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Green Hydrogen: Can It Save the Environment?

Green Hydrogen Responds To the Urgent Need For Decarbonisation Around the World

Trees and water

If the COVID-19 pandemic demonstrated anything, it is how vulnerable human beings are to the world we inhabit. Photo: Pixabay

LatinAmerican Post | Vanesa López Romero

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Leer en español: Hidrógeno verde: ¿la salvación del medio ambiente?

One of the main reasons for the environmental crises we are currently experiencing is the use of conventional energy, also known as non-renewable energy. Today these types of energy are still the most used in markets and industries throughout the globe despite the obvious impact they have on the environment and therefore on civil society. But little by little, renewable energies are ending the economy's dependence on carbon and fossil fuels.

If the COVID-19 pandemic demonstrated anything, it is how vulnerable human beings are to the world we inhabit. International organizations, concerned about the short-term future that awaits us if we continue to destroy our planet, have set their sights on a more sustainable world economy that may mean the persistence of the human race.

What Is Green Hydrogen and Why Is It Becoming Popular?

The circular or sustainable economy seeks to reactivate the economy after the COVID-19 pandemic and make countries grow economically without affecting the environment and consequently the most vulnerable populations. Thus, green hydrogen could mean a perfect solution for the world's governments and industries. 

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Hydrogen is the most abundant chemical element in the universe, but on earth it is very difficult to find it in its natural state. To make use of its energy it is necessary to use other raw materials consuming other types of energy. Until very recently, hydrocarbons were used to make hydrogen energy, which meant that it was conventional and non-renewable energy.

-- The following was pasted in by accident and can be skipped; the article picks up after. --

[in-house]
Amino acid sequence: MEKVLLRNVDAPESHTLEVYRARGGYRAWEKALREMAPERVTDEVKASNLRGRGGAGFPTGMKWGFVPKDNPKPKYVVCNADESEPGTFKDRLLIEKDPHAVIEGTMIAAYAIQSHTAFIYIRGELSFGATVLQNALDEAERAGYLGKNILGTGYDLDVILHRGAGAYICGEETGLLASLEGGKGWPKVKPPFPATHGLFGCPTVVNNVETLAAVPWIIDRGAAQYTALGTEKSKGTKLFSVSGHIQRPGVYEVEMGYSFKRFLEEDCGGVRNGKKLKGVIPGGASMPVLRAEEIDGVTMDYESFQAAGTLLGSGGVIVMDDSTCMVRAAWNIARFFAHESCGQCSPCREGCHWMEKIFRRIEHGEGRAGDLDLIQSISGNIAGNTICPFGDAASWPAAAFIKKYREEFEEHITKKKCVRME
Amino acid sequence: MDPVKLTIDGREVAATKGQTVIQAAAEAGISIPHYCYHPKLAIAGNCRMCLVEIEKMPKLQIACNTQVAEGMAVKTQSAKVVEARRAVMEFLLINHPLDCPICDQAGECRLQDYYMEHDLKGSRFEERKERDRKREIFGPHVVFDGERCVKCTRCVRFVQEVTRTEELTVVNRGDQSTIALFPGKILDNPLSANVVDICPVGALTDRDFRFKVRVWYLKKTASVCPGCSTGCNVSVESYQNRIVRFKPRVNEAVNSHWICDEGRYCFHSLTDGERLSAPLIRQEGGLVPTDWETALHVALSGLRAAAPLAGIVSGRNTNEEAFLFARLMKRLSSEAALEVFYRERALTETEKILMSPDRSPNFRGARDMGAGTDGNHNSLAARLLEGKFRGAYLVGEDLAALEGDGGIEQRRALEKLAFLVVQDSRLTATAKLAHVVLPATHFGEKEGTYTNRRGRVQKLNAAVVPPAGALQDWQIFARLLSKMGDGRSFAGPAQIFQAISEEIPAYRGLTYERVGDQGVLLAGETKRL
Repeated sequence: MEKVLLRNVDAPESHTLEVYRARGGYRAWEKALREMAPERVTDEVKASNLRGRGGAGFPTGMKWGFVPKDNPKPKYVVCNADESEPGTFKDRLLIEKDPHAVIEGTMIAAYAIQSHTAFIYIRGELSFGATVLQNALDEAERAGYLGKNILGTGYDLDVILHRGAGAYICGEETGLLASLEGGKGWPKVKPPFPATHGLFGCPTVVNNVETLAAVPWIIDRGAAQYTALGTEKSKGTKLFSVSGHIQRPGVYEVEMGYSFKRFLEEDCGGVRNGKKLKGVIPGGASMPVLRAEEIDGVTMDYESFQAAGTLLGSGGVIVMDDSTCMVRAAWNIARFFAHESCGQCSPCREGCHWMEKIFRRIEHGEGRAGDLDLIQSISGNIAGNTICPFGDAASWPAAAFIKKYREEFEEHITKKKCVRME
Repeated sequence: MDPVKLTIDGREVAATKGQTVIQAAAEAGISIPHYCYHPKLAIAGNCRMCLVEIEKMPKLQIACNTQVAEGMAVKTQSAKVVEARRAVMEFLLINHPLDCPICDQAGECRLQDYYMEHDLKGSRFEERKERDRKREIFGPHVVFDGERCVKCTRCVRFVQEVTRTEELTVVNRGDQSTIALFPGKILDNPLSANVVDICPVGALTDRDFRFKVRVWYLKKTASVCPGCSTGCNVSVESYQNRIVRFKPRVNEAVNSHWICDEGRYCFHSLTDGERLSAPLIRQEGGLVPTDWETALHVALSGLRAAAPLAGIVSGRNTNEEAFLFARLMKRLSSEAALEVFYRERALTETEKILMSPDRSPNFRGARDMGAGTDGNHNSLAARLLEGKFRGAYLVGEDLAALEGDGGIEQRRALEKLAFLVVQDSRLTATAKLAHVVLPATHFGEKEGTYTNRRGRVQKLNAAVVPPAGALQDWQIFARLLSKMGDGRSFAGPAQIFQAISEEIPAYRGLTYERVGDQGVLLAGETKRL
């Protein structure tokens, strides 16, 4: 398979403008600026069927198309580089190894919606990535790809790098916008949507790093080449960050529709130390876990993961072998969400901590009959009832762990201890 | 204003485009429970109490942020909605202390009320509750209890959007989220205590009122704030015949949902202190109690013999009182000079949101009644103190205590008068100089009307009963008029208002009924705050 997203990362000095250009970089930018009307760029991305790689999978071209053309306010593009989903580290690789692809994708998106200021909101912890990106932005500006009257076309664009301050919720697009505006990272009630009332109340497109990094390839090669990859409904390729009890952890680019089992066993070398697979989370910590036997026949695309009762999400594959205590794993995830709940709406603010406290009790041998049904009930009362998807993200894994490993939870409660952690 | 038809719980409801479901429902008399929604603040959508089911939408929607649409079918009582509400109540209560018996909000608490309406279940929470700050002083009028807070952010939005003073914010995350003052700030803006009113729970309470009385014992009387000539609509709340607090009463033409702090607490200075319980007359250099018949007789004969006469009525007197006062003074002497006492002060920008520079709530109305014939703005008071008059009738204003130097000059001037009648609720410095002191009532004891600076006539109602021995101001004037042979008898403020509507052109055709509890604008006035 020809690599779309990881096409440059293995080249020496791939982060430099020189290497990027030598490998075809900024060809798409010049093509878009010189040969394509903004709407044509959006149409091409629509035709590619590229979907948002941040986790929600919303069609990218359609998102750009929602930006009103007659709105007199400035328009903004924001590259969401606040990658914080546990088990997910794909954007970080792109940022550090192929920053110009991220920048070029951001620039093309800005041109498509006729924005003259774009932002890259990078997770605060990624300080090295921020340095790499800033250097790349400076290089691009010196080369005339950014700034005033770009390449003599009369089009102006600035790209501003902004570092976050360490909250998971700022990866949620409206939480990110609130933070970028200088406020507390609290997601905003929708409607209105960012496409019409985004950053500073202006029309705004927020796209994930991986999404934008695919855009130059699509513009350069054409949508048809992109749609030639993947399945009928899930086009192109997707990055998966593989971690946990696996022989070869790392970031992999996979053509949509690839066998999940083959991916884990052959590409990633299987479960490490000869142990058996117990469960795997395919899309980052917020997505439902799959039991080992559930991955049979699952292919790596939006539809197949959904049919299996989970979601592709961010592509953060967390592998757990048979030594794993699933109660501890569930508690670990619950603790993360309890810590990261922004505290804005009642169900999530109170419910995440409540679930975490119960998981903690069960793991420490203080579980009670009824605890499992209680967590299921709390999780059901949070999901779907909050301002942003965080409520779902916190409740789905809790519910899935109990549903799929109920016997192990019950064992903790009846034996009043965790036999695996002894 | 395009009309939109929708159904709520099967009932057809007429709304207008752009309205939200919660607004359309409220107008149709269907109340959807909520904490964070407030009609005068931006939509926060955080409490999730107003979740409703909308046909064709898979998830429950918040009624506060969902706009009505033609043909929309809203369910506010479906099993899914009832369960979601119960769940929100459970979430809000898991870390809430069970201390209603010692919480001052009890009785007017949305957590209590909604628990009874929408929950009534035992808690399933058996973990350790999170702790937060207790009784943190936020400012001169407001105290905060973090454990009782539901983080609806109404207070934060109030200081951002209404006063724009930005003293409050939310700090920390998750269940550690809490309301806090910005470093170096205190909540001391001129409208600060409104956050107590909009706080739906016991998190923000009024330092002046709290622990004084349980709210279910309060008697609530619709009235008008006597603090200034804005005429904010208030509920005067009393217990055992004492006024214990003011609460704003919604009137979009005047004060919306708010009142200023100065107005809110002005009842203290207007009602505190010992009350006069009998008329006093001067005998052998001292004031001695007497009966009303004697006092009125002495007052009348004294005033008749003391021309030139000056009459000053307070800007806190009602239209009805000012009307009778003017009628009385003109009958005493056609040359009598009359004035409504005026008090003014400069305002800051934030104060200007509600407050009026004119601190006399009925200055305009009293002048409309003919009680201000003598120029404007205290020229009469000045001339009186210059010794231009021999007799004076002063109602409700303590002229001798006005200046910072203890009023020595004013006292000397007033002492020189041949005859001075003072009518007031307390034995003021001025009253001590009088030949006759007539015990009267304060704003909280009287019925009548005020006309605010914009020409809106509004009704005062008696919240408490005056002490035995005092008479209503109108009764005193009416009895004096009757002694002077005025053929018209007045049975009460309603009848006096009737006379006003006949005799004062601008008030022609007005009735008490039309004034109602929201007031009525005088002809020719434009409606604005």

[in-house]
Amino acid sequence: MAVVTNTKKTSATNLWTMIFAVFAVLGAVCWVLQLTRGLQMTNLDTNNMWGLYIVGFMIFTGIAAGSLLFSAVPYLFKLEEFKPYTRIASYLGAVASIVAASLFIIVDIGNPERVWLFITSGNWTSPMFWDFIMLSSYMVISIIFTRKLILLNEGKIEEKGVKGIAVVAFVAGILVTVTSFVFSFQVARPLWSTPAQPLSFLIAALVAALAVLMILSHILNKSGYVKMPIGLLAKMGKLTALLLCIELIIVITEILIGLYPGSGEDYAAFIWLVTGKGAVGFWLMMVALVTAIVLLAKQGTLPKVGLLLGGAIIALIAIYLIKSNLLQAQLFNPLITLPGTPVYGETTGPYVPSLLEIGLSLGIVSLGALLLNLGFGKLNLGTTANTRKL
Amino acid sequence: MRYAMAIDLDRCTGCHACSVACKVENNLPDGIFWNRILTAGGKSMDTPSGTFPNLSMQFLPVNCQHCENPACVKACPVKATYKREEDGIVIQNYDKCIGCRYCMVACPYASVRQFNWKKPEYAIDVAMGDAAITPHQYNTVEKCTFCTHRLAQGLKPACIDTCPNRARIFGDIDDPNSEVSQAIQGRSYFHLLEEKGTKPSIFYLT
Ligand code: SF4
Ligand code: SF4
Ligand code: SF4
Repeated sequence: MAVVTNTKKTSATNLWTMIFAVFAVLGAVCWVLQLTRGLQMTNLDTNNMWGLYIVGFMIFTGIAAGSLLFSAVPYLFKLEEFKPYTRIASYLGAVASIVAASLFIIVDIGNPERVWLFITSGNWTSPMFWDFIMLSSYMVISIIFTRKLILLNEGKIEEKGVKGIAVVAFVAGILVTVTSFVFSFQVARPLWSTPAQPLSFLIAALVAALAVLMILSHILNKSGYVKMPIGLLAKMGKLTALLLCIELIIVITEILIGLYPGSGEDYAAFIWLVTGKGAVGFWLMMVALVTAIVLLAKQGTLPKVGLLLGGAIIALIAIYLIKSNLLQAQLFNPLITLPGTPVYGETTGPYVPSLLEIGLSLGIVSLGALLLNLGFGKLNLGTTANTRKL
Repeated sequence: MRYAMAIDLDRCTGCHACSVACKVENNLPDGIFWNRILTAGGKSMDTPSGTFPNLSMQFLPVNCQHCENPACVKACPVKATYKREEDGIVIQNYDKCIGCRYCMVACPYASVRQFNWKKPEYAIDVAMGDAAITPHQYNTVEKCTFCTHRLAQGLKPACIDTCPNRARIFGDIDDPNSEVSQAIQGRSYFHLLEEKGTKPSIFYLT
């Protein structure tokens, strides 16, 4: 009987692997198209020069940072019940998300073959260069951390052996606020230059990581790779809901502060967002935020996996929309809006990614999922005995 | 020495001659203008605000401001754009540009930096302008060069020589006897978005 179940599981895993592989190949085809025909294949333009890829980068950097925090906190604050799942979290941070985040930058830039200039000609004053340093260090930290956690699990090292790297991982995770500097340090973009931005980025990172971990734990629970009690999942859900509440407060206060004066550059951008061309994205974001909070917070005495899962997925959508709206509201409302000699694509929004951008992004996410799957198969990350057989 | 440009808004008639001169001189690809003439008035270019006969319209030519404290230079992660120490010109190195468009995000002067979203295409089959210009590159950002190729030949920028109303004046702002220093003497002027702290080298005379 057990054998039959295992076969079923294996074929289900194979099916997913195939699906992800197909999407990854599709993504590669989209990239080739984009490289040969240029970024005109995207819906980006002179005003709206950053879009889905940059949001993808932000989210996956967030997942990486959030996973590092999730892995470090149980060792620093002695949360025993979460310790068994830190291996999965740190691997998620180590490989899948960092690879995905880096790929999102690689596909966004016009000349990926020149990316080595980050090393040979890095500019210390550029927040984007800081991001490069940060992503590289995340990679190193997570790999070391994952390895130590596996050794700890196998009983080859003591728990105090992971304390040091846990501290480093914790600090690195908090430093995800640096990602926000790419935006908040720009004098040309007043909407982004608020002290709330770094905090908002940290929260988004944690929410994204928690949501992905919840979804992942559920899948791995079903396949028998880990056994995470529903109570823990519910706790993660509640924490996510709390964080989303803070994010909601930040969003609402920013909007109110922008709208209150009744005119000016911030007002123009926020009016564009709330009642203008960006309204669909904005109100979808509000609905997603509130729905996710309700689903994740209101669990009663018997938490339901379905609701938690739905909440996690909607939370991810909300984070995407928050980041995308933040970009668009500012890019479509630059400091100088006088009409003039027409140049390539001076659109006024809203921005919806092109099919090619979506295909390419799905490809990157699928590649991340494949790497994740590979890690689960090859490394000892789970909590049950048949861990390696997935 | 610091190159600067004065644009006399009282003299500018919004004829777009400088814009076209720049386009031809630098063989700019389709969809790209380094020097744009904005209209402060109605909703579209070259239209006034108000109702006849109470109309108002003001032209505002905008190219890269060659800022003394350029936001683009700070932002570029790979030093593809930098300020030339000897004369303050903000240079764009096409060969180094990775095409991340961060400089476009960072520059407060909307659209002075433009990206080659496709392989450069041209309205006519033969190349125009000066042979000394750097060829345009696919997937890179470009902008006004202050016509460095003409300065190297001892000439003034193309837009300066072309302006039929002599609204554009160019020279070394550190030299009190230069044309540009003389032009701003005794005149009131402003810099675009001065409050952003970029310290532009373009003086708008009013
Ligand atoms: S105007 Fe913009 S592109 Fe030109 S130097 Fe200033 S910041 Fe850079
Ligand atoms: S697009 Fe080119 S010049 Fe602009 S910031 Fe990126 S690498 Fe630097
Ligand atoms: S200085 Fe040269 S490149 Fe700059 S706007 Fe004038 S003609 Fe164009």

However, now hydrogen can be produced by a process called electrolysis. This process splits water into oxygen and hydrogen and produces what is known as green hydrogen or e-hydrogene. The problem? Its production is much more expensive compared to conventional hydrogen. However,  this cost is much lower in the long term than the use of non-renewable energy.

Different industries and governments see in it an alternative to decarbonize most of the sectors that generate greenhouse gases and pollute. For example, oil companies such as Shell, RP and, recently, Fortescue have created green hydrogen production projects to start their transition to renewable energy.

Why Should Non-Renewable Energies Disappear?

The equation is simple: conventional or non-renewable energies, as the name suggests, are energies that cannot be renewed and are therefore limited. As they are consumed, they are depleted and it becomes more difficult and expensive to access them. This, of course, has an influence on the economy, because the less there are, the more expensive they become. In addition, its extraction has an abysmal impact on the environment, causing loss of biodiversity, pollution, and greenhouse gases.

It must be taken into account that this type of energy has been used for decades and many of the current technologies are based on them, so making the transition to renewable energies would imply that new ways of accessing them are considered. However, in the long term, the consequences of the use of non-renewable energy will be much more costly for humans than the transition to renewable energy.

Clean, Renewable Energies That Preserve the Planet Earth and the Human Race

Renewable energies are all those that are obtained from natural and inexhaustible sources, such as the sun (solar energy) or the wind (wind energy). These do not produce polluting emissions and are varied. Likewise, these do not generate waste and are designed to be dismantled easily, so they are safer for human health. Renewable energies reduce extraction costs and have proven to be of great benefit to the regions where they are used.